2. PowerSave -  A stock kernel made to preserve power. This is pretty straightforward one along with the Performance Governor. It fixes the maximum frequency equal to the minimum frequency of the CPU and always operates in this frequency. This way , the least amount of power is used but the performance is the poorest.
3. PerformanceStraightforward again like PowerSave. It fixes the minimum frequency equal to the maximum frequency such that the CPU always operates at the the highest frequency giving the best performance possible within the stock limits but it uses the power at the highest rate as well.
4. Conservative - It is similar to the OnDemand Governor but is specifically developed to conserve power. It does the operate the same as OnDemand which is changing the frequency based upon the CPU usage but it does this gradually than OnDemand. This means, it does not jump to its next target frequency but instead it moves to its target in steps.
5. SmartassV2 - I not only like its name but this is also my favourite for the balance between performance and battery. It is based on the stock OnDemand but it much more performance and battery friendly than OnDemand. It has the system of ‘Ideal Frequency’. Whenever there is Workload on the CPU, SmartassV2 increases the frequency upto this ideal frequency at a fast rate and then it goes slowly to the maximum frequency. Then when there is less workload, it rapidly scales down.
6. UserSpace - It gives the user the right to set the frequencies at different situations according to the requirement.                                                                                                                                                                        AND MANY MORE PROViDED HERE A FIEW POSTS BELOW

There are many more custom Governors available with custom Kernels but I think these should give you the basic idea of the Affect of CPU behaviour on Performance and battery both. So now go ahead,  download a CPU control app like SetCPU or NoFrills and start finding the apt combinations for your Usage and requirements. You can use Performance Governor in Heavy-demanding games and PowerSave when not using any demanding applications. Or you can use SmartassV2 to handle both of these situations with a decent efficiency. All the best for your hunt!
                                           STAY ADDICTED -CALIBAN666-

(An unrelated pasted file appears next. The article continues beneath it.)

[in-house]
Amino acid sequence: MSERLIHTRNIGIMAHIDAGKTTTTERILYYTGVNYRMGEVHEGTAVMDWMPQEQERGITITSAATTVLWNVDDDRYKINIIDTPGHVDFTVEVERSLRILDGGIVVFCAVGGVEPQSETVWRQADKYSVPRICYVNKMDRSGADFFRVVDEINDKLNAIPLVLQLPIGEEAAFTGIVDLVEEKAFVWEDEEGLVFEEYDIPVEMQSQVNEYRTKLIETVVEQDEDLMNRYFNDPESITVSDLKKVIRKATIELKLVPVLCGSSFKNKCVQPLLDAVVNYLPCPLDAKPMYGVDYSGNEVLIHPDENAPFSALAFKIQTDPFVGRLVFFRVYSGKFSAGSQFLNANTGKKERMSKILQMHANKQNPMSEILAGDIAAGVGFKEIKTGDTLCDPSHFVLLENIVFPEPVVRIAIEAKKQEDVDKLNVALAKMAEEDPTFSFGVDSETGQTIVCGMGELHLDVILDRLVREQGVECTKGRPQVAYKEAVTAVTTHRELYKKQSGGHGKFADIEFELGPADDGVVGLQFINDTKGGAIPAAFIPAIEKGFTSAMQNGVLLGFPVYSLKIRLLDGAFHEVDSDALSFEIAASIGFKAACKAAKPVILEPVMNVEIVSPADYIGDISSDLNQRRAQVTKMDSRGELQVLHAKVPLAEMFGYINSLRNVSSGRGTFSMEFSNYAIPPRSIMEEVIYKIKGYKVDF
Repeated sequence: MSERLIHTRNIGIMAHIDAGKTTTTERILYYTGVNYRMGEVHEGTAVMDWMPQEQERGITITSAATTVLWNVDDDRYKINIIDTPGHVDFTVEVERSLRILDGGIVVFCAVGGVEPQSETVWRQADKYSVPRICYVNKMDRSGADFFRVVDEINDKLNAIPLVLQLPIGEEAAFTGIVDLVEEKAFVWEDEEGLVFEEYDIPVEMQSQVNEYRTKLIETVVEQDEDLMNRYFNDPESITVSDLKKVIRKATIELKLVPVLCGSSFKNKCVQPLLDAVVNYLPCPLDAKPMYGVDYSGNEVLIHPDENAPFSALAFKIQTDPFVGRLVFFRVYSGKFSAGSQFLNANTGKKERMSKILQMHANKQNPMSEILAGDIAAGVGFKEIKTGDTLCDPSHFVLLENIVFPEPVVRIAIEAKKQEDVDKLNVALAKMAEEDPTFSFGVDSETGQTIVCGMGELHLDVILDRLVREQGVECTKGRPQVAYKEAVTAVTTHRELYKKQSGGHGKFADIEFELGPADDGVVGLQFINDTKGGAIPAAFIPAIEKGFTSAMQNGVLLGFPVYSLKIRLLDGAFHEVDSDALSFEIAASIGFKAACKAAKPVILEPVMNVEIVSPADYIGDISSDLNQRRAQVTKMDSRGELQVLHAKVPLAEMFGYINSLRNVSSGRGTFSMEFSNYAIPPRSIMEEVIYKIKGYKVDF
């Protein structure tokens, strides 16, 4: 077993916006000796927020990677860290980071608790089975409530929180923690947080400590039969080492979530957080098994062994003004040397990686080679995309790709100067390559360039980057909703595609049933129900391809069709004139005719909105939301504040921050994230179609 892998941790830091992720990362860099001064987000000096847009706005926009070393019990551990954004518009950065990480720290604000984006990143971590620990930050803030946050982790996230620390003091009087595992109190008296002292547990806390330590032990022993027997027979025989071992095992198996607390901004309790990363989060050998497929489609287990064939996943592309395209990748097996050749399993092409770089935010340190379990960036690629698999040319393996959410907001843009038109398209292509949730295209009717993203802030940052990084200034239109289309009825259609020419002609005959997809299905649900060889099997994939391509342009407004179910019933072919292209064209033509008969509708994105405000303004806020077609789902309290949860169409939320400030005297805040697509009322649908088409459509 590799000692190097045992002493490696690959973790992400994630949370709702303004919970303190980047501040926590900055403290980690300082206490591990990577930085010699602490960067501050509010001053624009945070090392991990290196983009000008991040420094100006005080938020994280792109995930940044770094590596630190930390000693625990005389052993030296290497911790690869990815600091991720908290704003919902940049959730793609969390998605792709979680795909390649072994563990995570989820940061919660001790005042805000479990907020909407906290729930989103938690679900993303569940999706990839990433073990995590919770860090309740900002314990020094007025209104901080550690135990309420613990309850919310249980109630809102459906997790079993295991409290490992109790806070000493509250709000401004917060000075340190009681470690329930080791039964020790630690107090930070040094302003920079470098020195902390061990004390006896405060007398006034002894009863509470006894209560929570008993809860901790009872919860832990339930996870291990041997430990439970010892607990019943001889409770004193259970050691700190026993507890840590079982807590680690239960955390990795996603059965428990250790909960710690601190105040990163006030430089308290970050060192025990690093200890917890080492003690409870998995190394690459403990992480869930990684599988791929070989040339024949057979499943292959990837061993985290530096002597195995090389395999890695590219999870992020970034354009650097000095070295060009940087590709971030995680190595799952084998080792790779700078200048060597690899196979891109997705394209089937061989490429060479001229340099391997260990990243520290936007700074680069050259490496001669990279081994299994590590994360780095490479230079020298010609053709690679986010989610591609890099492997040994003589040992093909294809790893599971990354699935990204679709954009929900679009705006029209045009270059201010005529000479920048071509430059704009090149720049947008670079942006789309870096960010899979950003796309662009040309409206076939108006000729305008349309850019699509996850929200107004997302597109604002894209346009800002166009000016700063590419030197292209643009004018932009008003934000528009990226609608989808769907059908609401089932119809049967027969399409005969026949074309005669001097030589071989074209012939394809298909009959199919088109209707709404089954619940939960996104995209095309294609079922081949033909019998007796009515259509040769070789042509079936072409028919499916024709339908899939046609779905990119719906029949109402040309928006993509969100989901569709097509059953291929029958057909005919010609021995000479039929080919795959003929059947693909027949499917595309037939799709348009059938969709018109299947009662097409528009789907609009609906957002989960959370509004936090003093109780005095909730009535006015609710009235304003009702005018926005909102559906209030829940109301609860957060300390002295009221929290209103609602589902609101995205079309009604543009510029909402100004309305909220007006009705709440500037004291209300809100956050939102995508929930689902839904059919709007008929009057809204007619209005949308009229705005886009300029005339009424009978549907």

(About)Android Memory Management

Android Memory Management 

Most of you must be knowing what Multi-tasking is all about. But this lil overview will take you inside the mechanics of Multi-tasking and give you a closer look.  Lets start off with a basic definition :

Multi-tasking is the ability to run various programs/applications simultaneously in such a way that the user can switch between these programs/applications  at will without  any of the processes being killed.

You all must have heard that different devices have different multi-tasking abilities. And sometimes, even different devices of same models have different multi-tasking abilities. Ever wondered why? Well this is simply because multi-tasking is directly related to the RAM of the device. Its depends on the amount of  RAM ,RAM usage as well as RAM usage management.

Since Android is a Linux system, it has an in-built task killer named as LowMemoryKiller(LMK). The LMK keeps an eye on the RAM usage of all applications in real-time, and when the system has too much RAM consumption, the LMK will start killing apps to free-up some memory. But the way it does that is defined through different sets of  groupings and values but in common terms , you might call these priorities, just the difference that  these priorities are more than simple order.

The LMK distinguishes apps by putting them under categories. Which app will get killed first depends upon the category in which it falls in and the minimum memory threshold of that category. Confused? Let me describe it with the below.

Suppose there are m apps which are being run, The LMK divides all the apps into 6 categories (Out of memory groupings). These have been explained briefly with their decreasing priority

1. Foreground Application - An app that you currently see on the screen. This also includes system and phone.
2.Visible Application - An app that is visible to the user but not at the front possibly because of transparency etc.
3. Secondary Server  - These are applications and services running in the background, it includes launcher, UI etc.
4. Hidden Application - Apps that are not visible but are still running in the background.
5. Content Provider – Processes that provide content for others, examples – Contacts, calender etc.